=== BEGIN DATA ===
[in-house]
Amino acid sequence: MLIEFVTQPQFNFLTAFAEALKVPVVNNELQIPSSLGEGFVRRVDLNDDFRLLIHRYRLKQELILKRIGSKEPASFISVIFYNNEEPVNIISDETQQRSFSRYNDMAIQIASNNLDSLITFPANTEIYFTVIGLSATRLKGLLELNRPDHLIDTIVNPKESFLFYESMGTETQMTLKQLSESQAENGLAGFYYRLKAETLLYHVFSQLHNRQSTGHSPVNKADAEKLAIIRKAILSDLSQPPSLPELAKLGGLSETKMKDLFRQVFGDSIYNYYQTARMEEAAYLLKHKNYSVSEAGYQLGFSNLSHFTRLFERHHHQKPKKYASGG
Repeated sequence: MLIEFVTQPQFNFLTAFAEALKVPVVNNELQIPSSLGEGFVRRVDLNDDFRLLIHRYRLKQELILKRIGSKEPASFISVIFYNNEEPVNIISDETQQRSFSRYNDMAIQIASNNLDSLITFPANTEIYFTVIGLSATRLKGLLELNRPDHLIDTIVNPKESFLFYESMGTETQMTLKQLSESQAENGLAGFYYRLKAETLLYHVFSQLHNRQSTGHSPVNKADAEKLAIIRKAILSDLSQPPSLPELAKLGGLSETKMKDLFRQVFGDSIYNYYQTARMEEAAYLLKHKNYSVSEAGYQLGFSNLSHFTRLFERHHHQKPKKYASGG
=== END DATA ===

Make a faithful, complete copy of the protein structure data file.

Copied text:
[in-house]
Amino acid sequence: MLIEFVTQPQFNFLTAFAEALKVPVVNNELQIPSSLGEGFVRRVDLNDDFRLLIHRYRLKQELILKRIGSKEPASFISVIFYNNEEPVNIISDETQQRSFSRYNDMAIQIASNNLDSLITFPANTEIYFTVIGLSATRLKGLLELNRPDHLIDTIVNPKESFLFYESMGTETQMTLKQLSESQAENGLAGFYYRLKAETLLYHVFSQLHNRQSTGHSPVNKADAEKLAIIRKAILSDLSQPPSLPELAKLGGLSETKMKDLFRQVFGDSIYNYYQTARMEEAAYLLKHKNYSVSEAGYQLGFSNLSHFTRLFERHHHQKPKKYASGG
Repeated sequence: MLIEFVTQPQFNFLTAFAEALKVPVVNNELQIPSSLGEGFVRRVDLNDDFRLLIHRYRLKQELILKRIGSKEPASFISVIFYNNEEPVNIISDETQQRSFSRYNDMAIQIASNNLDSLITFPANTEIYFTVIGLSATRLKGLLELNRPDHLIDTIVNPKESFLFYESMGTETQMTLKQLSESQAENGLAGFYYRLKAETLLYHVFSQLHNRQSTGHSPVNKADAEKLAIIRKAILSDLSQPPSLPELAKLGGLSETKMKDLFRQVFGDSIYNYYQTARMEEAAYLLKHKNYSVSEAGYQLGFSNLSHFTRLFERHHHQKPKKYASGG